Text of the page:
There are many digital file formats for photographic images, but there are two types that tend to dominate, JPEG and Raw. In this JPEG vs Raw article we will look a the pros and cons for each, to help you decide which format is the best choice for you.
If you’re looking for the quickest and easiest format for getting a usable image from your camera then JPEG is a great option. The processing for JPEG images is done ‘in camera’, so everything is done for you.
How well the in-camera processing is executed depends of the quality of your camera, but most digital cameras do a pretty good job. More advanced camera will also let you choose the style of JPEG that you want, this may be defined by how much colour saturation or sharpening is applied, or the quality and size of the JPEG.
The end result of an in-camera JPEG is an image that has had colour saturation, contrast, and sharpening applied, so as soon as it’s transferred from your camera, you are free to do what you wish with it.
JPEG files are almost universally recognised by all operating systems and software packages, so you can view them straightway, and also immediately share with friends or clients via email, or post directly to your favourite social media channels.
To keep file size to a minimum, JPEGs are are compressed or ‘lossy’ file format, the flip-side to this is that some tonal range and detail is lost in the compression. Due to their smaller size, JPEGs also write faster to your memory card, so that could be an important advantage for certain types of photography, hi-speed action or sports photography, for example.
As the name suggests, Raw files are digital negatives in their raw element, meaning that no in-camera processing takes place, so they can look a little flat in comparison with a JPEG when you first opened them on your computer. You should think of them as a ‘pre-processed’ starting point for your images.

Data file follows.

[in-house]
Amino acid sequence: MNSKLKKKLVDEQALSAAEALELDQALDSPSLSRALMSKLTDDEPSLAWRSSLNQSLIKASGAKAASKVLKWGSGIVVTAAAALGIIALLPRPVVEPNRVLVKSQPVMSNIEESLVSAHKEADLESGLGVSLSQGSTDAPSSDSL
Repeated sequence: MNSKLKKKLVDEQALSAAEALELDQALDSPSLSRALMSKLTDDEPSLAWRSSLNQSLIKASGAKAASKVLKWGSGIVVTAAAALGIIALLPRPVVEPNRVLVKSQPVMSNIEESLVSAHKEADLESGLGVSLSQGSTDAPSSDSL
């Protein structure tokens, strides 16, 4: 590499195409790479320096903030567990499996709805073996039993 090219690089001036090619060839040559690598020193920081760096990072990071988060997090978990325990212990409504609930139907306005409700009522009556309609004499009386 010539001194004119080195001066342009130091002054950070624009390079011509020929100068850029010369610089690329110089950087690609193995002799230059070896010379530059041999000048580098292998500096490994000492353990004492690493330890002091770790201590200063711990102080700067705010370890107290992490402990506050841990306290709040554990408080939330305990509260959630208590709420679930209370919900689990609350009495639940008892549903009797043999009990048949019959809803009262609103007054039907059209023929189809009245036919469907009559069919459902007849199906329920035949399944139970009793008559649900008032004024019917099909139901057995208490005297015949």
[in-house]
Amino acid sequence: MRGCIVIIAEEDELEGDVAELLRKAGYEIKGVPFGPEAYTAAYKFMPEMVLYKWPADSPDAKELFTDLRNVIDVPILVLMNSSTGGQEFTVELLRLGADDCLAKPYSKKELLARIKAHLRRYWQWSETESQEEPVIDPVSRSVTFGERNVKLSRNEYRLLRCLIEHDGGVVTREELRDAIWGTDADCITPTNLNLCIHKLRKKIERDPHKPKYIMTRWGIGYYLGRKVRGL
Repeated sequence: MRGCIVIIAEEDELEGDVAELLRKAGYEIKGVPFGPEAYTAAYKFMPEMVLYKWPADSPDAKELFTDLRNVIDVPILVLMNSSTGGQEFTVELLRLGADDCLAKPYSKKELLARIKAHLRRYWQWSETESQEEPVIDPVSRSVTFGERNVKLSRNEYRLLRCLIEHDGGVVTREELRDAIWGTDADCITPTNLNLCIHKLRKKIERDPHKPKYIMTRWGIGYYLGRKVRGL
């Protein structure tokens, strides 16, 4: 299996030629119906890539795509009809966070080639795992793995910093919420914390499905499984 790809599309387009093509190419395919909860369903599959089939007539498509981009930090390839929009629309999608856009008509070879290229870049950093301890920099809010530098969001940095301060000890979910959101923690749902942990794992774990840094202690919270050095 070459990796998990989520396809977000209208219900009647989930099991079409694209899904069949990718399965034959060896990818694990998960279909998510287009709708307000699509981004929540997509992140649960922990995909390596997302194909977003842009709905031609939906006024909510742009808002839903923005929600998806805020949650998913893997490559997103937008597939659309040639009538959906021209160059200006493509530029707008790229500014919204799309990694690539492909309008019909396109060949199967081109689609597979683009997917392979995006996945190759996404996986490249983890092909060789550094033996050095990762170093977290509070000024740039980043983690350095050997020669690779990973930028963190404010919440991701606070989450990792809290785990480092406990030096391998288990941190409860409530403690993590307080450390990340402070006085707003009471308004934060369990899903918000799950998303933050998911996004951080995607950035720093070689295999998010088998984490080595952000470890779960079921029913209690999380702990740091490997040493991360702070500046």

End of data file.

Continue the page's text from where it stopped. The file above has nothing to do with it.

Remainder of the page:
Raw files are also a lossless file format, meaning they retain more tonal detail than ‘lossy’ compressed JPEGs. The downside to this is file size, Raw files take up a lot more space in your in-camera memory card, and of course the hard drive you store them on once transferred to your computer.
Unlike JPGs, Raw files cannot be viewed by most software packages, and you can’t immediately share them via social media sites either. They need to be processed in a dedicated Raw software package, and then converted into a more accepted file format (like JPEG or TIFF) before you can share them with a wider audience.
The main Raw image-editing software packages are Adobe Camera Raw, Adobe Lightroom, and Aperture from Apple. I should point out that you can edit JPGs from within these packages too, but you can get much better results with Raw files, particularly when it comes to adjusting key elements like white balance and exposure.
Of course, if you have no experience of using Raw image editing software, whilst it isn’t too difficult, some people may find it too much of a learning curve and not get best results from doing so. In which case you may be better off sticking with JPEG. Raw files are for professionals and enthusiasts that are happy to invest a little more time and effort in image-editing and getting the best from their photos.
Personally, I nearly always shoot Raw, as I enjoy processing images and working with Lightroom, Photoshop etc, and I want the best in image quality and maximum control when it comes to editing my images.
Ultimately it come down to personal preference as to which format is right for you. If you want speed and convenience, and don’t want to spend time processing your photos yourself, then JPEG is clearly the best option for you.
If you’re looking for the ultimate in tonal detail, and are happy to spend time processing the images to the exact style you want, then Raw is surely the best best for you.
I should also point out that most DSLRs offer the option of capturing both a Raw and JPEG image of each shot, so it’s possible to have the best of both worlds, although I wouldn’t recommend this is you’re shooting a lot of images.